The small Walden Avenue school on the East Side sits in one of Buffalo’s poorest neighborhoods.
In a city struggling to educate kids like these, it might be the last place you’d expect to find robotics.
Instead, it’s one of the few that’ll be sending a team to Saturday’s FIRST robotics competition at Buffalo Academy of Science Charter School.
The team from Our Lady of Hope Home School is one of just five – including the host – competing in the local For Inspiration and Recognition of Science and Technology showdown to see whose small robot can perform best. The winner moves on to a regional championship next month in Rochester.
Building a robot from Lego pieces and programming it to perform prescribed tasks on a game board is not the kind of thing that shows up on a Regents exam or in standardized test scores, but that doesn’t mean it’s not educational.
“It’s probably the single most important academic thing we do here at the mission … because the kids are starting to see it can lead to jobs,” said attorney Mike Taheri, director of the school that’s part of St. Luke’s Mission of Mercy. “This is the international language. It should be a requirement in every school.”
Yet only five area teams – including ones from Williamsville, Newfane, and Oakfield-Alabama in Genesee County – are competing.
The OLH kids have been preparing two evenings a week, and the school plans to add a robotics component to its curriculum in January. The small, independent school of a few dozen students – getting by largely on donations and tutoring by retired educators – can do things like that. And its success in sending graduates to elite Catholic high schools and colleges speaks to the efficacy of its approach – and to its belief that all kids can learn.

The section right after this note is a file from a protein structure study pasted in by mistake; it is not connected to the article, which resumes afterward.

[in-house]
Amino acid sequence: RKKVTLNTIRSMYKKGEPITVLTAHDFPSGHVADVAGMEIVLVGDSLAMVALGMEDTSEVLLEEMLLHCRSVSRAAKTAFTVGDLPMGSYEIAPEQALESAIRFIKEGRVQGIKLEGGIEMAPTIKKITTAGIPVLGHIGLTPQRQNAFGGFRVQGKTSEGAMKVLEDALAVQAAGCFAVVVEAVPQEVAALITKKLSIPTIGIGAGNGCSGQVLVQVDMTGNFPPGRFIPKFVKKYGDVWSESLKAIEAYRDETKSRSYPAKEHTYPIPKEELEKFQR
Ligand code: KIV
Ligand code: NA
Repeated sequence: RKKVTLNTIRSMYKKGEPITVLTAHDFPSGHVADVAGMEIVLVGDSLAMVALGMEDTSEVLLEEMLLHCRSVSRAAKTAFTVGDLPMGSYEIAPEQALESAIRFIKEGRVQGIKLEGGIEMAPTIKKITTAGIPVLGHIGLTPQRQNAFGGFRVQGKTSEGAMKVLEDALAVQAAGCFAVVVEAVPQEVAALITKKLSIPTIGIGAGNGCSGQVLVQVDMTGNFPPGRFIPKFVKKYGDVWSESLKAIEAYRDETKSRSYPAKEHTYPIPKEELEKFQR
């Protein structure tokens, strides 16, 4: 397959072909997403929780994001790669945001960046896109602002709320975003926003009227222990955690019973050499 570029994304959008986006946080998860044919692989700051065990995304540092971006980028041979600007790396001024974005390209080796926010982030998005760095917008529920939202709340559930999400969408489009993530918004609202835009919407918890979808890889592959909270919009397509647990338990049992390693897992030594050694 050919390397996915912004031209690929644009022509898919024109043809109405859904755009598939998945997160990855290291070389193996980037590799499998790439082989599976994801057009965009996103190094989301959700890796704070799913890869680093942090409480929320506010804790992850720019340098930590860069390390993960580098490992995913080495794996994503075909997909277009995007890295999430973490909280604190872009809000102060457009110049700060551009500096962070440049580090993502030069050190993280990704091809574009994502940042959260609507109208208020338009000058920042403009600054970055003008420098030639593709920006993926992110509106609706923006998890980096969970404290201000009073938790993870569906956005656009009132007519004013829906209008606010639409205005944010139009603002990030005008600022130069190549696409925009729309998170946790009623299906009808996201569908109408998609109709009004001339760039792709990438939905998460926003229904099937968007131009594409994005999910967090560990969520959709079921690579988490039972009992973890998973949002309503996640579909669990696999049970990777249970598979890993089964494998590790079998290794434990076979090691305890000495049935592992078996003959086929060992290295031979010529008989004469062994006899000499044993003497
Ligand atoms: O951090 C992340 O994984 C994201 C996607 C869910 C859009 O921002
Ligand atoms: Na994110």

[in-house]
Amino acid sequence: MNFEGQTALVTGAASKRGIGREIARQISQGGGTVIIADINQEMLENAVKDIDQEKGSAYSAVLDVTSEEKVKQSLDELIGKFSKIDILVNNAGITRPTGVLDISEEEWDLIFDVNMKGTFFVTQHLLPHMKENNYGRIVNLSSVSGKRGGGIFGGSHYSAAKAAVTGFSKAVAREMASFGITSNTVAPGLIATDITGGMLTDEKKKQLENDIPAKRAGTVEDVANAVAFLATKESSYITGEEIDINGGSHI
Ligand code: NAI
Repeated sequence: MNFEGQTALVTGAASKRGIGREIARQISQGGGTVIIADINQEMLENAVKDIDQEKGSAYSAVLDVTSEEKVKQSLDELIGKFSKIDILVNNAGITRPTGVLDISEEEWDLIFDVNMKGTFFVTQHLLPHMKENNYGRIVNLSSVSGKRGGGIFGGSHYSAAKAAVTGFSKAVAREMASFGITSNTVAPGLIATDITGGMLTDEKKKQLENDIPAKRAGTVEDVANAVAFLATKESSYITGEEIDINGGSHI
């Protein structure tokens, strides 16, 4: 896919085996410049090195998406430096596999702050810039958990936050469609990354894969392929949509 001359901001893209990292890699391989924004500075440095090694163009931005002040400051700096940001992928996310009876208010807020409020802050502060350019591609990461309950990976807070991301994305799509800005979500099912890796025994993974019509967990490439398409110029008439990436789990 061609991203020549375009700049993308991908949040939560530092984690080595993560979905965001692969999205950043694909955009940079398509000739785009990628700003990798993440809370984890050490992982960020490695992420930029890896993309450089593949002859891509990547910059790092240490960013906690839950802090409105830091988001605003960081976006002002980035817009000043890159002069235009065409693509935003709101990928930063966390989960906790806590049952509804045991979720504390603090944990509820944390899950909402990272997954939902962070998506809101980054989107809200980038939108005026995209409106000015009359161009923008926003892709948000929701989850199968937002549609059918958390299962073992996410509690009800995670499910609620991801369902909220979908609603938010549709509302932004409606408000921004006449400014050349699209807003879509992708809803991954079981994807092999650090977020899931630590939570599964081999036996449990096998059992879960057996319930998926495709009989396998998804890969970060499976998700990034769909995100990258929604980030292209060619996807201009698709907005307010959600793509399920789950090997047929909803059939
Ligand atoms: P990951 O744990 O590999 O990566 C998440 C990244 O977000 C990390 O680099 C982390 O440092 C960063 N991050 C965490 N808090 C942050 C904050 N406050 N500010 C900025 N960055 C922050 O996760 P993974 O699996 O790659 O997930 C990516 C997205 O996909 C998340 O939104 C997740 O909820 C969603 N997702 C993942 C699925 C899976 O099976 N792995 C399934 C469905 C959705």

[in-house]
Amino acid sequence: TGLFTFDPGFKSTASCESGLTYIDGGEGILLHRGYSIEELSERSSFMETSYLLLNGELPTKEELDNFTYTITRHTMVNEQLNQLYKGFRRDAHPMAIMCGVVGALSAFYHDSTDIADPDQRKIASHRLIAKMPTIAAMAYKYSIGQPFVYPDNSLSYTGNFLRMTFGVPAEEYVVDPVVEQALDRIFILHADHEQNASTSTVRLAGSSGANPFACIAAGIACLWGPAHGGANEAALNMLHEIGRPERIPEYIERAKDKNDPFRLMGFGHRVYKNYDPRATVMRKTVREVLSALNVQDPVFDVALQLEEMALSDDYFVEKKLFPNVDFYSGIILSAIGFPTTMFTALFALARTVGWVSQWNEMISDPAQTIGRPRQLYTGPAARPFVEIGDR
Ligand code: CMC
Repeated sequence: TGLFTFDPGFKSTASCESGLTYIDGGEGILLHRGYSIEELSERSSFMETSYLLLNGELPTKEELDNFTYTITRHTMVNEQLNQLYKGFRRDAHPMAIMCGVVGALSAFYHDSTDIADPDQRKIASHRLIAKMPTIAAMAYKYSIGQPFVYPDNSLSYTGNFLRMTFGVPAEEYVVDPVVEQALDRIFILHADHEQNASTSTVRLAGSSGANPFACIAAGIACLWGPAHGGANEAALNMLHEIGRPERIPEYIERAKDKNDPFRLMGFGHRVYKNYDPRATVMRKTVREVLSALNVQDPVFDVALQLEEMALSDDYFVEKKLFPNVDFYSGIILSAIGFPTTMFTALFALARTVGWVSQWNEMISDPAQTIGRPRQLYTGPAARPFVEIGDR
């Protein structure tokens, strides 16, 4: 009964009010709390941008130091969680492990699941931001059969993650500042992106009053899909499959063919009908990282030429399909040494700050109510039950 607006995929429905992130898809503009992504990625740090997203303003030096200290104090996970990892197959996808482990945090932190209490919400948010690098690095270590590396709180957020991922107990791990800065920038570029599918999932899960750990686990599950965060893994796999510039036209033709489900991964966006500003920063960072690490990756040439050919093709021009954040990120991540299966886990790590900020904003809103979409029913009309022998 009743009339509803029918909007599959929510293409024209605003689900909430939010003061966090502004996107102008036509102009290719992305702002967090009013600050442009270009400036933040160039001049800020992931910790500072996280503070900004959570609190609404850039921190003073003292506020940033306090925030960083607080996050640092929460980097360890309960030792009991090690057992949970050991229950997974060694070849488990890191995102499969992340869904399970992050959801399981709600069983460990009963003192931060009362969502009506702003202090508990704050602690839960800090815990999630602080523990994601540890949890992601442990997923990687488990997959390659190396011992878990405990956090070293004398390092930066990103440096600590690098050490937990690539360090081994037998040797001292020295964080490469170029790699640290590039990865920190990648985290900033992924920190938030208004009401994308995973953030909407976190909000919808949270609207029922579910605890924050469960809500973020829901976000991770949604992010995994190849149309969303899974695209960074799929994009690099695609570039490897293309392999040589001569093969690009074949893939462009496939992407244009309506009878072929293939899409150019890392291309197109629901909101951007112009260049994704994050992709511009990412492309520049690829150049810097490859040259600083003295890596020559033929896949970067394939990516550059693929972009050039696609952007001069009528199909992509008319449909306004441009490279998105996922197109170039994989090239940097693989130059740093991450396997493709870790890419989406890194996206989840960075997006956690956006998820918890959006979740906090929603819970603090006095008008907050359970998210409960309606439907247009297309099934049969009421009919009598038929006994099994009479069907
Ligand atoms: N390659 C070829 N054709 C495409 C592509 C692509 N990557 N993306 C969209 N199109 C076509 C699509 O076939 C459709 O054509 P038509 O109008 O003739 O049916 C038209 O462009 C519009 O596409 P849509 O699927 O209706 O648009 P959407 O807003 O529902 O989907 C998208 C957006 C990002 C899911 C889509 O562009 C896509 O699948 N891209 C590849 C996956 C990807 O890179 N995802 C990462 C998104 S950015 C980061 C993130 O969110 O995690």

The learning is apparent as the kids prepare for a competition centered on dealing with a natural disaster. One task is to remove the branch from a Lego tree without touching the power lines below. “So I’m just trying to make a mechanism that will grab it and take it away. … It’s kind of challenging,” says eighth-grader Joe Marciniak, 13, as he programs and reprograms the robot.
The competition teaches kids to think analytically, said Erik Taheri, the director’s son, who, with fellow Canisius College computer science major Dan O’Donnell and Moog engineer James Clark, mentors the students.
“It’s like a puzzle,” seventh-grader Cameron Sniatecki says as he tinkers with speed and duration while programming. “You’ve just got to know what the programs do, then place one after another. … It’s actually pretty easy.”
Don’t tell that to Joe, who Taheri says has “been trying to get this tree thing to work for three days.”
Win or lose Saturday, the kids are undaunted by the challenge. They’re also thoroughly engrossed.
“Engineering is what I want to go to college for,” said sixth-grader John Paul Erckert. “And when I heard there were Legos involved, it was, like, awesome!”
How do you measure that? For those of us who believe in testing to hold schools accountable, it’s a cautionary tale about the breadth of real education.
The OLH robotics adventure is also a cautionary tale for teachers who would look at a kid’s socioeconomic background to decide what he or she is capable of.